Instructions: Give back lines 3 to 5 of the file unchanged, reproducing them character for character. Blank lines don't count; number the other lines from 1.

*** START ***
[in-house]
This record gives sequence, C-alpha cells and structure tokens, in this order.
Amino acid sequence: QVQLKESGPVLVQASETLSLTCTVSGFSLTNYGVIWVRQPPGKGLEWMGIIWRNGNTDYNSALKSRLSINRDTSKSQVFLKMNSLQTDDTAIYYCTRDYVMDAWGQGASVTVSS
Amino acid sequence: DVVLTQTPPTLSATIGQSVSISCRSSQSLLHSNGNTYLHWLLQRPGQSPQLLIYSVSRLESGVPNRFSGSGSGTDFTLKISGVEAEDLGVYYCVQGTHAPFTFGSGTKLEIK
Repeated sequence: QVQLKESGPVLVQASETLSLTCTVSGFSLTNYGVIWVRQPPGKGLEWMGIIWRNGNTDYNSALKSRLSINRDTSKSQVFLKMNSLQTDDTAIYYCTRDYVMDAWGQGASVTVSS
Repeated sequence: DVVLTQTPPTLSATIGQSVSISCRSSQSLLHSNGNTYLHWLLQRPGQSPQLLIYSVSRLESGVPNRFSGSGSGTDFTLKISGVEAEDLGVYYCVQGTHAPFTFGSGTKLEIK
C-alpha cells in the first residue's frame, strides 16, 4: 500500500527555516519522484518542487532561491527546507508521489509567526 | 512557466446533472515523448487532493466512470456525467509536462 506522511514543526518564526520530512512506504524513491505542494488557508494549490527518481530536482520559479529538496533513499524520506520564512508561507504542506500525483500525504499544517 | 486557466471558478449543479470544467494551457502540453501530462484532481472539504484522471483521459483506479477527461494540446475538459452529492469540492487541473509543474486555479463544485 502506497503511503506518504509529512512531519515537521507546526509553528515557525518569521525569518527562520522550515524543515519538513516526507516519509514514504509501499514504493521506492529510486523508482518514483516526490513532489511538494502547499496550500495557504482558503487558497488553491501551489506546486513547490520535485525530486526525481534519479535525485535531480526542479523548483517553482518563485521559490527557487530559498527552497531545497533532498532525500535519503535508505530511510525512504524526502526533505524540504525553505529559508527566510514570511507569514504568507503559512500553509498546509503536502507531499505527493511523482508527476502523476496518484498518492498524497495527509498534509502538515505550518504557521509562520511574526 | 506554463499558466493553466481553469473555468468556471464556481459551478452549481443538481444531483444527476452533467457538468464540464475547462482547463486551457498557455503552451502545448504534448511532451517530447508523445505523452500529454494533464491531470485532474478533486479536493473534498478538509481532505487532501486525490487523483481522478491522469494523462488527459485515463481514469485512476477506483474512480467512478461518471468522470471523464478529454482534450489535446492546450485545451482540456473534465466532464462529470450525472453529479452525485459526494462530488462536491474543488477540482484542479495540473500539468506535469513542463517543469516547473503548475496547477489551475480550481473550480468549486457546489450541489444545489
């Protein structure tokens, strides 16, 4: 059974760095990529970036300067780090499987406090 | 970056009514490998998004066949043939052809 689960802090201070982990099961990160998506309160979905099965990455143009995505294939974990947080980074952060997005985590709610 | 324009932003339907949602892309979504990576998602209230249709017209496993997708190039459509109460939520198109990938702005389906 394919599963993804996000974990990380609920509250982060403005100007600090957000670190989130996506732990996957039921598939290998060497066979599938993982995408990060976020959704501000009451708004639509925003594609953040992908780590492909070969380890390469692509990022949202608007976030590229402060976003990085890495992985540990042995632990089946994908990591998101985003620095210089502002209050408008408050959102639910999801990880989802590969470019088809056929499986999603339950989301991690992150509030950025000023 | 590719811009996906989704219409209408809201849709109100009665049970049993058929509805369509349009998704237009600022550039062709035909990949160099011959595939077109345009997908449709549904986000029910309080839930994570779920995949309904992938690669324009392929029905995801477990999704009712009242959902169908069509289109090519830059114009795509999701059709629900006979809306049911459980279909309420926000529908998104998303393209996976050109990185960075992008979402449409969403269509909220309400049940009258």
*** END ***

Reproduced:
Amino acid sequence: QVQLKESGPVLVQASETLSLTCTVSGFSLTNYGVIWVRQPPGKGLEWMGIIWRNGNTDYNSALKSRLSINRDTSKSQVFLKMNSLQTDDTAIYYCTRDYVMDAWGQGASVTVSS
Amino acid sequence: DVVLTQTPPTLSATIGQSVSISCRSSQSLLHSNGNTYLHWLLQRPGQSPQLLIYSVSRLESGVPNRFSGSGSGTDFTLKISGVEAEDLGVYYCVQGTHAPFTFGSGTKLEIK
Repeated sequence: QVQLKESGPVLVQASETLSLTCTVSGFSLTNYGVIWVRQPPGKGLEWMGIIWRNGNTDYNSALKSRLSINRDTSKSQVFLKMNSLQTDDTAIYYCTRDYVMDAWGQGASVTVSS